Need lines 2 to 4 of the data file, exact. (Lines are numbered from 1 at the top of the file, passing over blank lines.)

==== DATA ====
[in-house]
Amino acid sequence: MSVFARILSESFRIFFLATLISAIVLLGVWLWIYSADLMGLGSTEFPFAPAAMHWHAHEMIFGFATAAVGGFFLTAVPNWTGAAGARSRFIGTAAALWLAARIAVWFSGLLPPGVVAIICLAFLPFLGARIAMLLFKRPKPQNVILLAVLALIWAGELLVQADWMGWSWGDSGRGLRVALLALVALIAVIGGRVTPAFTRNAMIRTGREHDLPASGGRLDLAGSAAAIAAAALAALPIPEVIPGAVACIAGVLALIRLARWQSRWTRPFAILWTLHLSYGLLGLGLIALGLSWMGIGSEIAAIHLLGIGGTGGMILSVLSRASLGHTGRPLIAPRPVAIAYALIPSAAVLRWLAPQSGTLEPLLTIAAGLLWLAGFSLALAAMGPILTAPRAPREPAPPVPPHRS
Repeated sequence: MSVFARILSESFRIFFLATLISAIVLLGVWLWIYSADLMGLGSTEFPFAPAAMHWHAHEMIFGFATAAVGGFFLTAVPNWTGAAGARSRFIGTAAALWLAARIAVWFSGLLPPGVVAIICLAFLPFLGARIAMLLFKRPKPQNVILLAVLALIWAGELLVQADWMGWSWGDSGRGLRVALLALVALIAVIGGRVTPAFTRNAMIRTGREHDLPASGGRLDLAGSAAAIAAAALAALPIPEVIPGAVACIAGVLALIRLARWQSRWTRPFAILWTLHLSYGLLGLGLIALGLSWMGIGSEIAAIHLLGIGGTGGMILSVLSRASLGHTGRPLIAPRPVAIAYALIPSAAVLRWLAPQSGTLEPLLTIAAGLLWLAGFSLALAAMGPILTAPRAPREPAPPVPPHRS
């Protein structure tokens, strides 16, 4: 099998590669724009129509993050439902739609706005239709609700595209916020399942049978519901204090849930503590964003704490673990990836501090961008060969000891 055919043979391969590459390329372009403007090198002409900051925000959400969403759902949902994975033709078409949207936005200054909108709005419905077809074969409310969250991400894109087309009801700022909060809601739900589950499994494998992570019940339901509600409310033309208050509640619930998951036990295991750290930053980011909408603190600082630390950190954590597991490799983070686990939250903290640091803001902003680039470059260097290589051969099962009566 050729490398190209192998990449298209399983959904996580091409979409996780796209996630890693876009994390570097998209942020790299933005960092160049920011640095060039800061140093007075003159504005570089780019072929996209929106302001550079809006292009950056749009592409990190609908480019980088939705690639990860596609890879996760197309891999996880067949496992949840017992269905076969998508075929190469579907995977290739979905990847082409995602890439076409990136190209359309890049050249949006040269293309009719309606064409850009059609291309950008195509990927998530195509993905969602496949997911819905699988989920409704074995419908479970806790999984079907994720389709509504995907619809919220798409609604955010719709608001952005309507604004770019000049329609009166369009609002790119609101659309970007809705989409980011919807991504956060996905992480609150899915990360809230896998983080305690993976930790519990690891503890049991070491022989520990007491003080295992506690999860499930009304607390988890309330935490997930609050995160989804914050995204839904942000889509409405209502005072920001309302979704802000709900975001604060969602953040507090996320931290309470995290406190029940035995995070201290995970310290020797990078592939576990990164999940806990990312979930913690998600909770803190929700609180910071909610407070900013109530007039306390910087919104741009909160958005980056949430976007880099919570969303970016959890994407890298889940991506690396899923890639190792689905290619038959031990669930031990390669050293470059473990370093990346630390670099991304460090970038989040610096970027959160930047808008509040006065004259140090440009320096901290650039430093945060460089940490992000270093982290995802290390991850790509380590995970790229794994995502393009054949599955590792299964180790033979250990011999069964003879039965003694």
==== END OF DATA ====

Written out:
Amino acid sequence: MSVFARILSESFRIFFLATLISAIVLLGVWLWIYSADLMGLGSTEFPFAPAAMHWHAHEMIFGFATAAVGGFFLTAVPNWTGAAGARSRFIGTAAALWLAARIAVWFSGLLPPGVVAIICLAFLPFLGARIAMLLFKRPKPQNVILLAVLALIWAGELLVQADWMGWSWGDSGRGLRVALLALVALIAVIGGRVTPAFTRNAMIRTGREHDLPASGGRLDLAGSAAAIAAAALAALPIPEVIPGAVACIAGVLALIRLARWQSRWTRPFAILWTLHLSYGLLGLGLIALGLSWMGIGSEIAAIHLLGIGGTGGMILSVLSRASLGHTGRPLIAPRPVAIAYALIPSAAVLRWLAPQSGTLEPLLTIAAGLLWLAGFSLALAAMGPILTAPRAPREPAPPVPPHRS
Repeated sequence: MSVFARILSESFRIFFLATLISAIVLLGVWLWIYSADLMGLGSTEFPFAPAAMHWHAHEMIFGFATAAVGGFFLTAVPNWTGAAGARSRFIGTAAALWLAARIAVWFSGLLPPGVVAIICLAFLPFLGARIAMLLFKRPKPQNVILLAVLALIWAGELLVQADWMGWSWGDSGRGLRVALLALVALIAVIGGRVTPAFTRNAMIRTGREHDLPASGGRLDLAGSAAAIAAAALAALPIPEVIPGAVACIAGVLALIRLARWQSRWTRPFAILWTLHLSYGLLGLGLIALGLSWMGIGSEIAAIHLLGIGGTGGMILSVLSRASLGHTGRPLIAPRPVAIAYALIPSAAVLRWLAPQSGTLEPLLTIAAGLLWLAGFSLALAAMGPILTAPRAPREPAPPVPPHRS
């Protein structure tokens, strides 16, 4: 099998590669724009129509993050439902739609706005239709609700595209916020399942049978519901204090849930503590964003704490673990990836501090961008060969000891 055919043979391969590459390329372009403007090198002409900051925000959400969403759902949902994975033709078409949207936005200054909108709005419905077809074969409310969250991400894109087309009801700022909060809601739900589950499994494998992570019940339901509600409310033309208050509640619930998951036990295991750290930053980011909408603190600082630390950190954590597991490799983070686990939250903290640091803001902003680039470059260097290589051969099962009566 050729490398190209192998990449298209399983959904996580091409979409996780796209996630890693876009994390570097998209942020790299933005960092160049920011640095060039800061140093007075003159504005570089780019072929996209929106302001550079809006292009950056749009592409990190609908480019980088939705690639990860596609890879996760197309891999996880067949496992949840017992269905076969998508075929190469579907995977290739979905990847082409995602890439076409990136190209359309890049050249949006040269293309009719309606064409850009059609291309950008195509990927998530195509993905969602496949997911819905699988989920409704074995419908479970806790999984079907994720389709509504995907619809919220798409609604955010719709608001952005309507604004770019000049329609009166369009609002790119609101659309970007809705989409980011919807991504956060996905992480609150899915990360809230896998983080305690993976930790519990690891503890049991070491022989520990007491003080295992506690999860499930009304607390988890309330935490997930609050995160989804914050995204839904942000889509409405209502005072920001309302979704802000709900975001604060969602953040507090996320931290309470995290406190029940035995995070201290995970310290020797990078592939576990990164999940806990990312979930913690998600909770803190929700609180910071909610407070900013109530007039306390910087919104741009909160958005980056949430976007880099919570969303970016959890994407890298889940991506690396899923890639190792689905290619038959031990669930031990390669050293470059473990370093990346630390670099991304460090970038989040610096970027959160930047808008509040006065004259140090440009320096901290650039430093945060460089940490992000270093982290995802290390991850790509380590995970790229794994995502393009054949599955590792299964180790033979250990011999069964003879039965003694």